Project description:Mutations in TRPV4 have been linked to three distinct axonal neuropathies. However, the pathogenic mechanism underlying these disorders remains unclear. Both gain and loss of calcium channel activity of the mutant TRPV4 have been suggested. Here, we show that the three previously reported TRPV4 mutant channels have a physiological localization and display an increased calcium channel activity, leading to increased cytotoxicity in three different cell types. Patch clamp experiments showed that cells expressing mutant TRPV4 have much larger whole-cell currents than those expressing the wild-type TRPV4 channel. Single channel recordings showed that the mutant channels have higher open probability, due to a modification of gating, and no change in single-channel conductance. These data support the hypothesis that a "gain of function" mechanism, possibly leading to increased intracellular calcium influx, underlies the pathogenesis of the TRPV4-linked axonal neuropathies, and may have immediate implications for designing rational therapies.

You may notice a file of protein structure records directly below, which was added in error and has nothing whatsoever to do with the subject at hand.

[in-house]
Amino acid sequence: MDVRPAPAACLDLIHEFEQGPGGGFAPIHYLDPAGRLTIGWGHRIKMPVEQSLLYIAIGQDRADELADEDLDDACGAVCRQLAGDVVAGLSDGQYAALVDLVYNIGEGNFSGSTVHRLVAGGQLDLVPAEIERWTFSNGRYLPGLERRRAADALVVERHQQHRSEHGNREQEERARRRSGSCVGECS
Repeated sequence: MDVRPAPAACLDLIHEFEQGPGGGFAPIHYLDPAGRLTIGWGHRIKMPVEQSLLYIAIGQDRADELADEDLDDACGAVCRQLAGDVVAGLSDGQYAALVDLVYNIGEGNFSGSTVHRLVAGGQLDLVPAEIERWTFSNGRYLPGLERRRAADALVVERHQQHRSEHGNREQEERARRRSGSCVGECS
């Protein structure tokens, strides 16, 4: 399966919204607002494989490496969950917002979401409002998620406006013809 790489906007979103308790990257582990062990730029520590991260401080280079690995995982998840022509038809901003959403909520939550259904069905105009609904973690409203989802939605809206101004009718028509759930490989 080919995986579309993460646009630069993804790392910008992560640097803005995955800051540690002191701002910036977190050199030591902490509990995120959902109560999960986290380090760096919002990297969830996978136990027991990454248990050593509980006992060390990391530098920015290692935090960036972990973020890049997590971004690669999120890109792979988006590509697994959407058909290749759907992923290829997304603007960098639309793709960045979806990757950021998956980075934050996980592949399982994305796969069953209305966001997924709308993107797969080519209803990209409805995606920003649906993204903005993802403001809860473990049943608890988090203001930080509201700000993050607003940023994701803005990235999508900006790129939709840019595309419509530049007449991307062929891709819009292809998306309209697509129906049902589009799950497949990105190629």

Project description:Rotenone, a neurotoxic pesticide, induces loss of dopaminergic neurons related to Parkinson's disease. Previous studies have shown that rotenone induces neuronal apoptosis partly by triggering hydrogen peroxide (H2O2)-dependent suppression of mTOR pathway. However, the underlying mechanism is not fully understood. Here, we show that rotenone elevates intracellular free calcium ion ([Ca2+]i) level, and activates CaMKII, resulting in inhibition of mTOR signaling and induction of neuronal apoptosis. Chelating [Ca2+]i with BAPTA/AM, preventing extracellular Ca2+ influx using EGTA, inhibiting CaMKII with KN93, or silencing CaMKII significantly attenuated rotenone-induced H2O2 production, mTOR inhibition, and cell death. Interestingly, using TTFA, antimycin A, catalase or Mito-TEMPO, we found that rotenone-induced mitochondrial H2O2 also in turn elevated [Ca2+]i level, thereby stimulating CaMKII, leading to inhibition of mTOR pathway and induction of neuronal apoptosis. Expression of wild type mTOR or constitutively active S6K1, or silencing 4E-BP1 strengthened the inhibitory effects of catalase, Mito-TEMPO, BAPTA/AM or EGTA on rotenone-induced [Ca2+]i elevation, CaMKII phosphorylation and neuronal apoptosis. Together, the results indicate that the crosstalk between Ca2+ signaling and mitochondrial H2O2 is required for rotenone inhibition of mTOR-mediated S6K1 and 4E-BP1 pathways. Our findings suggest that how to control over-elevation of intracellular Ca2+ and overproduction of mitochondrial H2O2 may be a new approach to deal with the neurotoxicity of rotenone.